A few years ago a controversy arose when scientists discovered that Native American DNA markers suggested that they originated from central Asia, not the Middle East as posited in the Book of Mormon. Although church leaders have never officially acknowledged that genetic evidence contradicts the Book of Mormon’s assertions about the ancestry of today’s Native Americans, some people believe that the small insertion into the book’s introduction indicates a tacit acknowledgement of those DNA findings.

The old introduction, which claimed:

After thousands of years all were destroyed except the Lamanites, and they are the principal ancestors of the American Indians

has been amended thus:

After thousands of years all were destroyed except the Lamanites, and they are among the ancestors of the American Indians

With the use of the word “among”, church leaders have subtly changed the church’s stance on Native American ancestry. Leaders throughout the history of the church have commonly used the word “Lamanites” to denote American Indians. According to noted Mormon sociologist and historian Armand L. Mauss:

Since the very founding of the church in 1830, Mormons had believed that North American Indians were Lamanites, described by the Book of Mormon as literal Israelites, the seed of Abraham, who would flock to the church as lost sheep responding to the voice of the true Shepherd of Israel and would actually take the initiative in building a New Jerusalem on the American continent. (Armand L. Mauss, All Abraham’s Children: Changing Mormon Conceptions of Race and Lineage, University of Illinois Press, 1993, p. 115)

This was certainly the understanding of church members and leaders when I joined the church in 1974 and remained unchanged during my 27 years as an active member. As an example, here are quotes from Spencer Kimball, the President when I was baptised into the church, and Gordon B Hinckley, the President when I left:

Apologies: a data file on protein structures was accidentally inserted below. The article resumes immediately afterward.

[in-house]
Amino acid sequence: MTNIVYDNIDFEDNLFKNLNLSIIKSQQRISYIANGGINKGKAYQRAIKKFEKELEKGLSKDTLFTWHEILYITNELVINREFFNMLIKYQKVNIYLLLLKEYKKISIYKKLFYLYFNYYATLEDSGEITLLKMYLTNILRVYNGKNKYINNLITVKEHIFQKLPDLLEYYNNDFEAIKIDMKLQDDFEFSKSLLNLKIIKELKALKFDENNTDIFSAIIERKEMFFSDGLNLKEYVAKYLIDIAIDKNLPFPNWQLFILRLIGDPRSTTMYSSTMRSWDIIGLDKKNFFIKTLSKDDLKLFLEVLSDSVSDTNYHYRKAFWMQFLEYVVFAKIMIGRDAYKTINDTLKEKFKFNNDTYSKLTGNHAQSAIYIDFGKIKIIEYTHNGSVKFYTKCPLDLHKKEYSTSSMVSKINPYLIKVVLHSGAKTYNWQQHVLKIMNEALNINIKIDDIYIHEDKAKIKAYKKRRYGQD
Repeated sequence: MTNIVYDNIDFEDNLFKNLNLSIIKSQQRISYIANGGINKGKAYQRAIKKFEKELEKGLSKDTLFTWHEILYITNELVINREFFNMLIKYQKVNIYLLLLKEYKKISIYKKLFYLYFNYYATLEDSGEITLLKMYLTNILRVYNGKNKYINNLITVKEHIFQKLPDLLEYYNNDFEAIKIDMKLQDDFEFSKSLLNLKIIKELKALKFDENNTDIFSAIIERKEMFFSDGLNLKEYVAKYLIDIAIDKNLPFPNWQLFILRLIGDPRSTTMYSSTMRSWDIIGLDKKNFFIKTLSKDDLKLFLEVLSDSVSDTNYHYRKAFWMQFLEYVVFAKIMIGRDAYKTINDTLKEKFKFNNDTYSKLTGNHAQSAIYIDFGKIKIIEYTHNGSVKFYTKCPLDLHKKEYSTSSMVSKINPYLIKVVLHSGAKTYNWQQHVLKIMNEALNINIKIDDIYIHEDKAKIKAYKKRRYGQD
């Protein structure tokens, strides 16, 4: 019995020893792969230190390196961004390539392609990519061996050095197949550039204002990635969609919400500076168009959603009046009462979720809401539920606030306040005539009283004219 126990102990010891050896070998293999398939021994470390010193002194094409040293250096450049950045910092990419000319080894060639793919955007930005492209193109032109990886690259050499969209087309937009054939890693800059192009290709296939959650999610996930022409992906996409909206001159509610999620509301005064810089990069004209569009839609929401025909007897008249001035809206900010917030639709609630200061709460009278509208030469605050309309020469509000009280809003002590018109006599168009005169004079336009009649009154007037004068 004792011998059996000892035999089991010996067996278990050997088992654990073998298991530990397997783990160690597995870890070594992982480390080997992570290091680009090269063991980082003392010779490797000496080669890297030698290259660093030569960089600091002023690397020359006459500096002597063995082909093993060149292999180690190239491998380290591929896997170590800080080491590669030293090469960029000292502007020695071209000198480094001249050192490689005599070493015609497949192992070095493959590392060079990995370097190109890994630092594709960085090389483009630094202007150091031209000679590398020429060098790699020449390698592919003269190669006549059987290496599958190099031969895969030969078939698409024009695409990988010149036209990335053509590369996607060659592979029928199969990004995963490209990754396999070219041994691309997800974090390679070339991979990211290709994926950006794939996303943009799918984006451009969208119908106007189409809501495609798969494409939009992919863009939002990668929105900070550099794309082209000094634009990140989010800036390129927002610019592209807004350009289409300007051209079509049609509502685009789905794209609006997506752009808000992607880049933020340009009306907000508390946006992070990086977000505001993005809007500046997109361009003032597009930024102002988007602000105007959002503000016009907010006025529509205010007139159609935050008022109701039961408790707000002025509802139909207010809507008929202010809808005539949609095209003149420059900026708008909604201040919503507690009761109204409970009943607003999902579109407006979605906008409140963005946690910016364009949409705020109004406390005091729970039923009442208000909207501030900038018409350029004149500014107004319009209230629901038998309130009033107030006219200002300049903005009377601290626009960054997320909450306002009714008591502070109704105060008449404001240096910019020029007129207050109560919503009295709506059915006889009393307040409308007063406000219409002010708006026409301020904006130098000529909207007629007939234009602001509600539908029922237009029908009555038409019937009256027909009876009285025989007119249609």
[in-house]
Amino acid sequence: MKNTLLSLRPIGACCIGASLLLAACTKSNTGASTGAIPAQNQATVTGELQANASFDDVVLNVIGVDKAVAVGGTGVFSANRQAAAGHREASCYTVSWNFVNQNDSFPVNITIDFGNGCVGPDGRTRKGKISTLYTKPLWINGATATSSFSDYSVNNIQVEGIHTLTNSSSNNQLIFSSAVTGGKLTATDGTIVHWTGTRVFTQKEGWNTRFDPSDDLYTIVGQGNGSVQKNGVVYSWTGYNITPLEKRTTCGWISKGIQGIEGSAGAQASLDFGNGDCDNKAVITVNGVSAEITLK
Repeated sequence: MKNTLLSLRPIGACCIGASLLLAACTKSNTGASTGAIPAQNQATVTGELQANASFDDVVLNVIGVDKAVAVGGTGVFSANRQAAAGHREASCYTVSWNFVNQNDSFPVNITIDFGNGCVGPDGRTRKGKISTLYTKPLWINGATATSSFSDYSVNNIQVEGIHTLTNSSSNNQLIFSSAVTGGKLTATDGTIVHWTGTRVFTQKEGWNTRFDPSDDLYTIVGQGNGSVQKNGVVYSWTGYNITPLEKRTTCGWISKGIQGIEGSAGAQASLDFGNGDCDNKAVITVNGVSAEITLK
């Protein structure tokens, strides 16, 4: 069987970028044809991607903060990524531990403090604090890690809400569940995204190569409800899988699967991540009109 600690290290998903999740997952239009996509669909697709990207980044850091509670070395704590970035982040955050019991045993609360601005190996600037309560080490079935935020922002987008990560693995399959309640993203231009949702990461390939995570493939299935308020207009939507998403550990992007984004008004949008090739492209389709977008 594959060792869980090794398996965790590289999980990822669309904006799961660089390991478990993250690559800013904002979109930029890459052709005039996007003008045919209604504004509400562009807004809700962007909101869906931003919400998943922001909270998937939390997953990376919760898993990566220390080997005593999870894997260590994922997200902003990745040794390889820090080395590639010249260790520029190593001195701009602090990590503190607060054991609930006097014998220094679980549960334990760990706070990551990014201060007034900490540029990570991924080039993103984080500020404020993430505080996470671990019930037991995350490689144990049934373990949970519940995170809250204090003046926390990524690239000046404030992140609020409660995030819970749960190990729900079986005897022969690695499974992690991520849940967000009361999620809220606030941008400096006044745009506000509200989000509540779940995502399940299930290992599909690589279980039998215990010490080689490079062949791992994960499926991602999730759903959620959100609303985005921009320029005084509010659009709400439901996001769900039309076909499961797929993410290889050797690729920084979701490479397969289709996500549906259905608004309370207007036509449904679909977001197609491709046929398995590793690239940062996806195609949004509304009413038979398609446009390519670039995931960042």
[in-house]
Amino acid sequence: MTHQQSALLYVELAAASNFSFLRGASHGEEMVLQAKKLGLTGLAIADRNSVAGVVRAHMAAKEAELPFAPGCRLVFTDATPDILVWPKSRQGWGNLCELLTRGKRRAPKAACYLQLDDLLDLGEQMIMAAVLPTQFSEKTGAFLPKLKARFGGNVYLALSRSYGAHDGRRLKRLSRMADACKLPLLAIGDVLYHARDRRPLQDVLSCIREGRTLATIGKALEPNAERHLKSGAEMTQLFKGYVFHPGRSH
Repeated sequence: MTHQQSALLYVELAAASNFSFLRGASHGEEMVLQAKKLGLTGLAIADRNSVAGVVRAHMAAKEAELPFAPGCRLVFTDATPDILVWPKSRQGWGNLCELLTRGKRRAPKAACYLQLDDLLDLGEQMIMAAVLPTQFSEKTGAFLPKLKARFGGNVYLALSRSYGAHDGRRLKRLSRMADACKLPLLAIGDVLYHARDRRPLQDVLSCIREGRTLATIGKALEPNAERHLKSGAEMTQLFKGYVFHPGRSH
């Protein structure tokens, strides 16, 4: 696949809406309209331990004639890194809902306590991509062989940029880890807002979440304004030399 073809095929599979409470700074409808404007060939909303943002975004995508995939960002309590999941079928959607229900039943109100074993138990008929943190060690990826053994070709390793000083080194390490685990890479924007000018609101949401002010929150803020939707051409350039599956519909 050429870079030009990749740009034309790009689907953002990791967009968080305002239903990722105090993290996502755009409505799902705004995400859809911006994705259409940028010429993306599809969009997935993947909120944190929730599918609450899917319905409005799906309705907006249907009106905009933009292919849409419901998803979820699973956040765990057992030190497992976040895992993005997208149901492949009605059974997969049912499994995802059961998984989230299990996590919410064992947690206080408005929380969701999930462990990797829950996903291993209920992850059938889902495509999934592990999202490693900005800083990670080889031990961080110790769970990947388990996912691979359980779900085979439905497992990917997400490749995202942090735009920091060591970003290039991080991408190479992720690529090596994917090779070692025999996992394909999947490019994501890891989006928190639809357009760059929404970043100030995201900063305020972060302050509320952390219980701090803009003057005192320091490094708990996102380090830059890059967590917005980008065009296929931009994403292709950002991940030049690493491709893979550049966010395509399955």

President Spencer W. Kimball:

The term Lamanite includes all Indians and Indian mixtures, such as the Polynesians, the Guatemalans, the Peruvians, as well as the Sioux, the Apache, the Mohawk, the Navajo, and others. It is a large group of great people. (“Of Royal Blood,” Ensign, July 1971, p. 7)

President Gordon B. Hinckley:

President Hinckley next visited Lima, Peru, where he met with missionaries and held two conferences attended by a total of 28,000 Latter-day Saints. …President Hinckley recognized the Book of Mormon heritage of his listeners in Lima: “As I look into your faces, I think of Father Lehi, whose sons and daughters you are. I think he must be shedding tears today, tears of love and gratitude. … This is but the beginning of the work in Peru. This work of the Almighty will go on and grow and grow.” (“God’s Holy Work” in Peru, in “News of the Church,” Ensign, Feb. 1997, 73).

Early revelations, supposedly from God, to Joseph Smith also used the words “Lamanites” and “Indians” interchangeably (see D&C 28:2 and 32:3). In an extract from Joseph Smith’s History, contained in another Book of Mormon scripture called the Pearl of Great Price, the Mormon Prophet speaks of a visit from an angel called Moroni who was one of the last writers in the Book of Mormon. Joseph records his interview with this personage in these words:

He said there was a book deposited, written upon gold plates, giving an account of the former inhabitants of this continent, and the source from whence they sprang. He also said that the fulness of the everlasting Gospel was contained in it, as delivered the the Saviour to the ancient inhabitants” (Joseph Smith – History of the Church 1:34).